Absurdly Driven looks at the world of business with a skeptical eye and a firmly rooted tongue in cheek.
We're living in an era of enormous, and enormously fast, change.
Of course we can blame the thoughtless, heartless mind of technology.
We, though, have allowed it to systematize our behavior and reduce our sense of natural human feeling toward someone else.
I'm moved to this snippet from a (putative) mindfulness seminar by the sudden emotions of those who run ad agencies.
They're shocked, stunned and positively hurt that employees are treating them with utter disregard.
As Digiday reports, one agency head of talent -- um, fancy word for HR, I suppose -- declared themselves "flabbergasted" by employees' recent behavior.
What are these miscreants doing? They're quitting and walking straight out. Or, at least, not offering to work their two weeks' notice period.
Naturally, agencies are snorting it's millennials who are doing it.
Is it because they don't realize that giving two weeks' notice is an alleged act of decency?
Or is it because they really don't give a flying pig for their bosses' feelings?
Some suggest new employers are insisting on instant start dates.
Of course, the fact that there's relatively full employment doesn't help. It might encourage diminished loyalty.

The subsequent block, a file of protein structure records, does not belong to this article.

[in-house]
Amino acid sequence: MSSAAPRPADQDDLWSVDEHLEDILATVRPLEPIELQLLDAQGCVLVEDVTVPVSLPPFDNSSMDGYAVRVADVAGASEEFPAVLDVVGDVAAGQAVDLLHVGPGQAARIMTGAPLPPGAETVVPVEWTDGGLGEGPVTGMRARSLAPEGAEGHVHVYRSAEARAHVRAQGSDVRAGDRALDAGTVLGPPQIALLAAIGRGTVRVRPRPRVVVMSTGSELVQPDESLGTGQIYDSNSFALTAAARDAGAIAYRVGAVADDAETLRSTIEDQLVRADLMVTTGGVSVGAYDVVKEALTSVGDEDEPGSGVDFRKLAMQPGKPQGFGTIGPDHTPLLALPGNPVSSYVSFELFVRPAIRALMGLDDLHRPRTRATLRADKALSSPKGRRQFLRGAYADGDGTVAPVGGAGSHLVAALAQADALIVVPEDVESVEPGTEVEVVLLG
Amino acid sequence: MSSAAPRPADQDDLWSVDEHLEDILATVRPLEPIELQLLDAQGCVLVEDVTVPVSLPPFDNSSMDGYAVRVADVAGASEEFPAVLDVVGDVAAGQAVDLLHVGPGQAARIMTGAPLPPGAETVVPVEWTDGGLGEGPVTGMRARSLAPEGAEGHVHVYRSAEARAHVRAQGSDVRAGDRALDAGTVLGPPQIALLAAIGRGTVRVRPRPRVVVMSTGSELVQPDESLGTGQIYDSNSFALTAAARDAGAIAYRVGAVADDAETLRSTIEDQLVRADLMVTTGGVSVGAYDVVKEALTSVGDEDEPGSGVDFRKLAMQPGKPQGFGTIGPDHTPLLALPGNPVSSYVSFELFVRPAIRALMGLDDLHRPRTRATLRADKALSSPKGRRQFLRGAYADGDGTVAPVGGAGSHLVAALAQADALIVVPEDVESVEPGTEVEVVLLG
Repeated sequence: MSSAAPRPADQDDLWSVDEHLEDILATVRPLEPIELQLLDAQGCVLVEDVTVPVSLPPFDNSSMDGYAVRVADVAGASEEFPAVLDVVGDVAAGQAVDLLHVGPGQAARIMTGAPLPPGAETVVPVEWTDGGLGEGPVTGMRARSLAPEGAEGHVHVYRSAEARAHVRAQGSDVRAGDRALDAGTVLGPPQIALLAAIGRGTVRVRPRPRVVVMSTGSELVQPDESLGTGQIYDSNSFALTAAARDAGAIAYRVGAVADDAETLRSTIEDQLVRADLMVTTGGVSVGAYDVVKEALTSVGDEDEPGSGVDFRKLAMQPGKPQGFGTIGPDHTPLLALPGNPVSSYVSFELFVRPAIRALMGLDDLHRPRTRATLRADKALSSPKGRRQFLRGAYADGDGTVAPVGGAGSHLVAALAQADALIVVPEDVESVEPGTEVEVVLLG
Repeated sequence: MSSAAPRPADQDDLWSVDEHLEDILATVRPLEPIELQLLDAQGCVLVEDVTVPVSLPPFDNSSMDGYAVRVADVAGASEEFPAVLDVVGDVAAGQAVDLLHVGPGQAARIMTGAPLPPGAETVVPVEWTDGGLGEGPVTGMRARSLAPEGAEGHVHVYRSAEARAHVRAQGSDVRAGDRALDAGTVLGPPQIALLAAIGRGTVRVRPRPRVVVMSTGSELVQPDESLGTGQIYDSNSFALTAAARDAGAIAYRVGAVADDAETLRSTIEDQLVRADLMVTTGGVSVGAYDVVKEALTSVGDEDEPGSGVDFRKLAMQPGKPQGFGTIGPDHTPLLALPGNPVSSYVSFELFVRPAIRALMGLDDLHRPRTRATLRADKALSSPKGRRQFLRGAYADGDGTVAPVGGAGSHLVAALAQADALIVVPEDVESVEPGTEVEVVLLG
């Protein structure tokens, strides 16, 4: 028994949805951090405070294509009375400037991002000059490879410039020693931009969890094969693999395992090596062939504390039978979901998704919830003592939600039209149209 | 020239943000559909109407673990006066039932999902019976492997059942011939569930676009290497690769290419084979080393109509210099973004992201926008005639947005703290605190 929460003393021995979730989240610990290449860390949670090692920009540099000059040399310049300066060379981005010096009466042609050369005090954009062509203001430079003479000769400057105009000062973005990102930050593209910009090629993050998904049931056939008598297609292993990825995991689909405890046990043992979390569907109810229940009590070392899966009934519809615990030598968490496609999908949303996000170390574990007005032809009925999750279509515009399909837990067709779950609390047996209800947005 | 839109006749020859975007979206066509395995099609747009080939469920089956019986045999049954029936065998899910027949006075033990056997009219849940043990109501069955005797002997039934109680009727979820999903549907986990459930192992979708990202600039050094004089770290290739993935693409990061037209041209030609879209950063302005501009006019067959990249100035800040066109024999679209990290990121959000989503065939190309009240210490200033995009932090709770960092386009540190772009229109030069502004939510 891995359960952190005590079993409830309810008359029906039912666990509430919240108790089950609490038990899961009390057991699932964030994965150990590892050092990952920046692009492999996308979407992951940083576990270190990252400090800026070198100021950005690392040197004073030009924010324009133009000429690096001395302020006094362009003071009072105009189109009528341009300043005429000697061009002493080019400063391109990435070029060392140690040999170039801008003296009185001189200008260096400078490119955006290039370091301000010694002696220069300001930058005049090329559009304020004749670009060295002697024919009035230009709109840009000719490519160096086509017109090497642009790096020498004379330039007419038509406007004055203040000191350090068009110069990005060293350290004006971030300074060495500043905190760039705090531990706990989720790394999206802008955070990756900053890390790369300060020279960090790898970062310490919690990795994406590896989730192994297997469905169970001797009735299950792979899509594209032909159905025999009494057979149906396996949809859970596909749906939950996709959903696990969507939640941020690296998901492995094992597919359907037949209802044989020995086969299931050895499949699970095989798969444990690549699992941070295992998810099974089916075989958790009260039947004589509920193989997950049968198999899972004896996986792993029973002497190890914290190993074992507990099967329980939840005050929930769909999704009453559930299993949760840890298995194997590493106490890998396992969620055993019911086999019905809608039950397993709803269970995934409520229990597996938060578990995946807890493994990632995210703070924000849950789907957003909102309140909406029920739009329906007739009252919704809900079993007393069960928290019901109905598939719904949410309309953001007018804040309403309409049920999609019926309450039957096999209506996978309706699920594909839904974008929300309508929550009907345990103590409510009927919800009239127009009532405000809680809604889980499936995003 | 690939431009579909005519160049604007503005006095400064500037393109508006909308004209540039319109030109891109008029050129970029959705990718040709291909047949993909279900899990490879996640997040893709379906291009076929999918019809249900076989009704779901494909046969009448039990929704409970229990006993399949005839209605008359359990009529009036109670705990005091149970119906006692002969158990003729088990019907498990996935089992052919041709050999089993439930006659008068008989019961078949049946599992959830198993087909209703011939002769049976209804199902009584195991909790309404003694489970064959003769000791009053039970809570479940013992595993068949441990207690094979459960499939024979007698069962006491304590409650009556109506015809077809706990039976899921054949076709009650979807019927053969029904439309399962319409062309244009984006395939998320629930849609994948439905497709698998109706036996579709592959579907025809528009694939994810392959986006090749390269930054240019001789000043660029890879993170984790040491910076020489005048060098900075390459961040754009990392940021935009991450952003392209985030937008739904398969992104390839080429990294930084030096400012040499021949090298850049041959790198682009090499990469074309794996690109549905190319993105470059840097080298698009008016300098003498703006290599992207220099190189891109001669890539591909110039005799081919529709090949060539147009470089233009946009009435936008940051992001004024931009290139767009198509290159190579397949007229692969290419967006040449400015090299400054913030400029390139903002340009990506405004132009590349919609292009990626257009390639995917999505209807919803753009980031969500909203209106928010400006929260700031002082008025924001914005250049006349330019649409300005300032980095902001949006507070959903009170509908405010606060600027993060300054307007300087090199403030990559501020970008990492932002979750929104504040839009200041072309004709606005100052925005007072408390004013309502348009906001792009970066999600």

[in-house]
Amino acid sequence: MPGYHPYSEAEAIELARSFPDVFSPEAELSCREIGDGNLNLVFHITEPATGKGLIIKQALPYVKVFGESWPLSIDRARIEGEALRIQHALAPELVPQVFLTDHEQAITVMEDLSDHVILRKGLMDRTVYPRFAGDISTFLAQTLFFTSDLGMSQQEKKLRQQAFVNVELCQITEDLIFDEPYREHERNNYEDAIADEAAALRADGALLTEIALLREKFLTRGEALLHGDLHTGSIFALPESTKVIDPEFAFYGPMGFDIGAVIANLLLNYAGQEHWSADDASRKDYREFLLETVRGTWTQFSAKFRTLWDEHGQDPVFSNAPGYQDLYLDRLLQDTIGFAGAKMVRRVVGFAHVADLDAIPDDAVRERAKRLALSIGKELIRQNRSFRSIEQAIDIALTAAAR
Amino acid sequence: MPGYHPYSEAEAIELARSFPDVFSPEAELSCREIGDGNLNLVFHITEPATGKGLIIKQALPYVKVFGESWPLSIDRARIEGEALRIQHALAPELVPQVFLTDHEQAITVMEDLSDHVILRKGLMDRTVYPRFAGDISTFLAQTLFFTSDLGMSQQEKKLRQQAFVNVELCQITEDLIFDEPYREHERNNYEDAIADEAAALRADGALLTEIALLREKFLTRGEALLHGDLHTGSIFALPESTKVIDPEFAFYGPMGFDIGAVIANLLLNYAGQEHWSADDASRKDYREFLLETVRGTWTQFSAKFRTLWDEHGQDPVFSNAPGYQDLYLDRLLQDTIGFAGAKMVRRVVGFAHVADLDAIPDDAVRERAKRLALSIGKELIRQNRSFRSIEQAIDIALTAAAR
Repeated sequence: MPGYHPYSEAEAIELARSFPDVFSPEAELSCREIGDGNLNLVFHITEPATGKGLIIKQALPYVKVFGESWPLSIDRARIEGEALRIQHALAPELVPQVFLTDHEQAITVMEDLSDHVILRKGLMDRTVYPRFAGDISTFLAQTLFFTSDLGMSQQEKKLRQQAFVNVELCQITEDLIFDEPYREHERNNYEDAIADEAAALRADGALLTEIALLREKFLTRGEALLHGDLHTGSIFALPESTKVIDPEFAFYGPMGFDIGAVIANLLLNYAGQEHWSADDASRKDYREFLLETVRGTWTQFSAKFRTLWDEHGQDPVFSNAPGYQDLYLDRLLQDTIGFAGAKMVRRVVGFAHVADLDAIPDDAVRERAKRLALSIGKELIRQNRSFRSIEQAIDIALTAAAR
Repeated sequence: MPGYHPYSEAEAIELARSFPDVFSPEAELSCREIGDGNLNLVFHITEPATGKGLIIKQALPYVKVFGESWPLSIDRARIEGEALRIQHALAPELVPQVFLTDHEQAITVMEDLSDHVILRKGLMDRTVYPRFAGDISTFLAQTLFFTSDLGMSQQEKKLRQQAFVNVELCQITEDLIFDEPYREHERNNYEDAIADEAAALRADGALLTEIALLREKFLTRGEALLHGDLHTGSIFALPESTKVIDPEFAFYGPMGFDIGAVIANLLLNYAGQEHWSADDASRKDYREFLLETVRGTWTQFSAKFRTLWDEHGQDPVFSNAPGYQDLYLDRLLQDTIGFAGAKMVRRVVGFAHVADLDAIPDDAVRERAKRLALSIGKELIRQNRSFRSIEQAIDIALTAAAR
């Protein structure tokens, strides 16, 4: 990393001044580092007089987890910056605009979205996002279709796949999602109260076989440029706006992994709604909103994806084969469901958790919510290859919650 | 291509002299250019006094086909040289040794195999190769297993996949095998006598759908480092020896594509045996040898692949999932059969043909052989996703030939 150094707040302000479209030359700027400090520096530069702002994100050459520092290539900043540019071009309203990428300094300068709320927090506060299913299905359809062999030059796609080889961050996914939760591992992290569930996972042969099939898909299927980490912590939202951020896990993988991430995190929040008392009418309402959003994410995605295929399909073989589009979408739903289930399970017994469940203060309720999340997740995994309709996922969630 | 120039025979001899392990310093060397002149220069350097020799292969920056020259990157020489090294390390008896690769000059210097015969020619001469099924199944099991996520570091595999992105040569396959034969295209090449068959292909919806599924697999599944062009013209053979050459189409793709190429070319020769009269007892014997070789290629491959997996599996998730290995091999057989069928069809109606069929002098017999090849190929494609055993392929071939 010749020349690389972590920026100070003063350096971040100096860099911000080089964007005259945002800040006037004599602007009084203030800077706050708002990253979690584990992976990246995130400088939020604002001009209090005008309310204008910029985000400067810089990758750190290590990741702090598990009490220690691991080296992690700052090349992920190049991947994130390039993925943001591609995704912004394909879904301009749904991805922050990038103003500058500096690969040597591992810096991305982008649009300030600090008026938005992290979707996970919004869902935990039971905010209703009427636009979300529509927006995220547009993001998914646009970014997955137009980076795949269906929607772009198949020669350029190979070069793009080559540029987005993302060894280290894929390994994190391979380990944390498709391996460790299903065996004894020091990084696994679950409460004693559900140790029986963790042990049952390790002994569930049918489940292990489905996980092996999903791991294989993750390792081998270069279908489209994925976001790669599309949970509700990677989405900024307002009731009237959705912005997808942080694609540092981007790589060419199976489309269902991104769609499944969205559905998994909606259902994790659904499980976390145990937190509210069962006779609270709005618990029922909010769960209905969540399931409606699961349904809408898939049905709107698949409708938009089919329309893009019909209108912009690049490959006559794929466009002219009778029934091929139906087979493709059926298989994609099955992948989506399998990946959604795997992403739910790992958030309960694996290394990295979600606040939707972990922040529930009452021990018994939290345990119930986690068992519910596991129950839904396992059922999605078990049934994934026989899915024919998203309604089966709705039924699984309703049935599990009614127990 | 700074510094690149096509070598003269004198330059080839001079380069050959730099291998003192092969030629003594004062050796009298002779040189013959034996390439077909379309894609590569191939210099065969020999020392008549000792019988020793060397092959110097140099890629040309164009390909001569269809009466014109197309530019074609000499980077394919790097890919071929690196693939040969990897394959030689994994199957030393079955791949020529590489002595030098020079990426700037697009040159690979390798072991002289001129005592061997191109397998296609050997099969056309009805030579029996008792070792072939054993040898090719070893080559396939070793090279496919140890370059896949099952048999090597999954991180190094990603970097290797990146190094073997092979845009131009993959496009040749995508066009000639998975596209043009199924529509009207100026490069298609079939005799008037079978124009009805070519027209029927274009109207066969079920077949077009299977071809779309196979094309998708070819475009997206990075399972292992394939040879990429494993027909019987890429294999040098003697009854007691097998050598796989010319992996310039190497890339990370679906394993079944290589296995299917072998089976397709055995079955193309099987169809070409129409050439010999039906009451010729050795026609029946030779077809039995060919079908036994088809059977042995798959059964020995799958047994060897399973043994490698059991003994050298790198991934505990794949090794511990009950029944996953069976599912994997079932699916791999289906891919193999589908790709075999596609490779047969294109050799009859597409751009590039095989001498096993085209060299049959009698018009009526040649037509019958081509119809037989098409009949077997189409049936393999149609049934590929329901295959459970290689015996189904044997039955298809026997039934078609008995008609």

Naturally, I'd like to weep for these ad agencies -- and, I understand, it's not just the ad business that suffering from this apparently rude self-interest from employees.
For years, companies haven't exactly shown too much human feeling toward those they hire.
They fire people and ask them to leave instantly. Sometimes, they even have security march them out of the building in order to ensure no company secrets are stolen.
Employees are fired by phone, by email and, on occasion, they walk in one morning and see their station is occupied by someone else.
Promises are made by management and broken. They're excused by changing circumstances.
Too often, those changing circumstances are merely the need to maintain profit margins, so the senior executives can receive their bonuses.
Millennials have watched how their parents were treated by corporations and realize, I suspect, that there's no such thing as loyalty at all.
Everything is a transaction and the only necessity is accumulation.
Which is one way to run a business, or even a society.
Ultimately, it may not be the best one.